Will Slack Connect Replace Email? Probably Not

In fact, it needs email to even work

Key Takeaways

  • Slack claims its new Connect service can replace email.
  • Slack Connect lets you invite anyone to a Slack chat via—yes—email.
  • Email is insecure, and full of problems, but at least everyone uses it.
Slack screenshot showing the Slack Connect channel

Slack’s new Connect feature wants to replace email by letting you send Slack messages directly to anyone—not just your coworkers. But can it really do it?

The new Slack Connect feature is, says Slack, "designed to replace email outside your company." Adding a new conversation is easy. You just paste in the contact’s email address, write a few words, and send the invite. If accepted, you and the invitee now can converse in a Slack chat, just like you do with your coworkers. It looks great. But email is still involved.

"Many thought that email would die, and what do you know—it's more popular than ever," online marketer Stephen Montagne told Lifewire via email. "How can Slack replace email if you need the person's email address in order to DM them? That doesn't seem like replacing [email] to me, since the person that you're trying to connect with will still have to use an email."

The Old 'Email Is Broken' Cliche

Email is great because it’s open. Everyone has an email address, and anyone can email anyone else. If email worked like other messaging services, Gmail users would only be able to email other Gmail users, and so on.

But email also can be a pain. It’s disorganized, messy, it can be hard to keep track of conversations and contacts, and that’s before we get to spam and all those unwanted emails from your coworkers.

How can Slack replace email if you need the person's email address in order to DM them?

Slack has its faults—the interface is clunky, and searching for older conversations is almost impossible—but at least it’s easy to use, and conversations stay mostly organized. If your company uses Slack, it’s usually all-in on Slack. Being able to fold outside contacts into the same world is appealing.


Barely hours after Slack started to roll out these new external connections, bad actors used the new email invites to send abusive messages. These messages were hard to block because they all came from the same feedback@slack.com address. Block the abusive invites, and you block all invites.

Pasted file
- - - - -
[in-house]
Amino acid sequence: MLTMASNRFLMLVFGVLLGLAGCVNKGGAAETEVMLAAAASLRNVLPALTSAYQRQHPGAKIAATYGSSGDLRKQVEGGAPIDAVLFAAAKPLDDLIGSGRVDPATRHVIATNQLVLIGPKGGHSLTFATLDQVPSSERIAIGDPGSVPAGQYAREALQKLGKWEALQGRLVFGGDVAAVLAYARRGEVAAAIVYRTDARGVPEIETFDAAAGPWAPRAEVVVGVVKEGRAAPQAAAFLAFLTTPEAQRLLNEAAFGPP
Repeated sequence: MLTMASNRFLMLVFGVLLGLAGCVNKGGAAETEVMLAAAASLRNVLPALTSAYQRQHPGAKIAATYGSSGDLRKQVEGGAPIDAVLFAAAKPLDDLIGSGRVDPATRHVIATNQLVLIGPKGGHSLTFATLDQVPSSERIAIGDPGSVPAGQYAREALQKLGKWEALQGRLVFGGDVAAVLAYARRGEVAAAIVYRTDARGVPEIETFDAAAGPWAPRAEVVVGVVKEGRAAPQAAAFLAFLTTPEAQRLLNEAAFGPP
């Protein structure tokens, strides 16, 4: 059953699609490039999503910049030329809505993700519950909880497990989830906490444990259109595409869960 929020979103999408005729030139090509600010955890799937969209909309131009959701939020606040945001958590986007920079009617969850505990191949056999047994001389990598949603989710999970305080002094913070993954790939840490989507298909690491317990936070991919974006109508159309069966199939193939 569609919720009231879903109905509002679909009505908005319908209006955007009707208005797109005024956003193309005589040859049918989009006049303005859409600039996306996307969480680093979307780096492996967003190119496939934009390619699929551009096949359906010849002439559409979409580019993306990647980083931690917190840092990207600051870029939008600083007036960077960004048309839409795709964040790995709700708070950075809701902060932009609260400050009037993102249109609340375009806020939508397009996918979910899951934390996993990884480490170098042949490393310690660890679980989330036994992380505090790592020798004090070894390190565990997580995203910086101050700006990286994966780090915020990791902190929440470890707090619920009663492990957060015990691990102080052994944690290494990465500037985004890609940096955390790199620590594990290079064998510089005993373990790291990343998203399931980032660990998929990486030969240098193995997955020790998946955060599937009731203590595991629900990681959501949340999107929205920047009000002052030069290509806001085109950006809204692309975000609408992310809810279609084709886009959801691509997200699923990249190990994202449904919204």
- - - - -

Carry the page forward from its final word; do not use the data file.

Slack has since removed the feature that lets you personalize the invitation text.

There are other security and privacy concerns, too. Email is absurdly insecure. It’s sent in plain text, and can be read anywhere along its path across the internet. That said, there’s a robust system of protocols around email, designed for accountability. 

"Most companies have record retention policies that must be followed, and Slack DMs don't always get archived like email," John Ross, CEO of online education company Test Prep Insight, told Lifewire via email. "Saving email messages can often save you, and Slack doesn't offer the same record management capabilities."

Rolf Bax, chief HR officer at Resume.io, agrees. "The major privacy issue is of course what Slack intends to do with all the email records it keeps," Bax told Lifewire via email. "As it stands, Slack doesn't know who I send and receive emails to and from using my personal email accounts, and giving the company all of that data is not something to take lightly."

Slack Connect Settings

Slack does let companies tailor their own security policies, and soon will let them restrict what members from "partner organizations" can do.

Email is also a vector for all kinds of attacks, which Slack aims to suppress. Phishing employees to gain access to company data or passwords is a common enough problem over email. Slack already restricts certain file types in Slack Connect, and in a blog post, it says it’s building malware protections. These are not yet available.

Not Appropriate

Finally, inviting customers or other business partners to Slack isn’t always appropriate.

"Most consumers don't use Slack, and even if we could identify a segment of customers who were on Slack, I don't think DMs through that medium would be appropriate," says Ross. One can imagine companies trying to bring potential customers into Slack.

"And for B2B companies," Ross added, "I am still not sure Slack Connect can fully replace email. Slack is just such a casual medium that I am not sure it would be appropriate for client communications."


Even if it is appropriate for your business, Slack Connect could lead to a split, with some customers and partners in Slack, and some still reachable only by email. That doesn’t really solve anything, and could make things needlessly complicated.

In the end, email seems to be indestructible, and likely will be around long after Slack has come and gone. Instead of trying to replace it, then, perhaps we should think about using email better? Whoever solves that will be onto something big.

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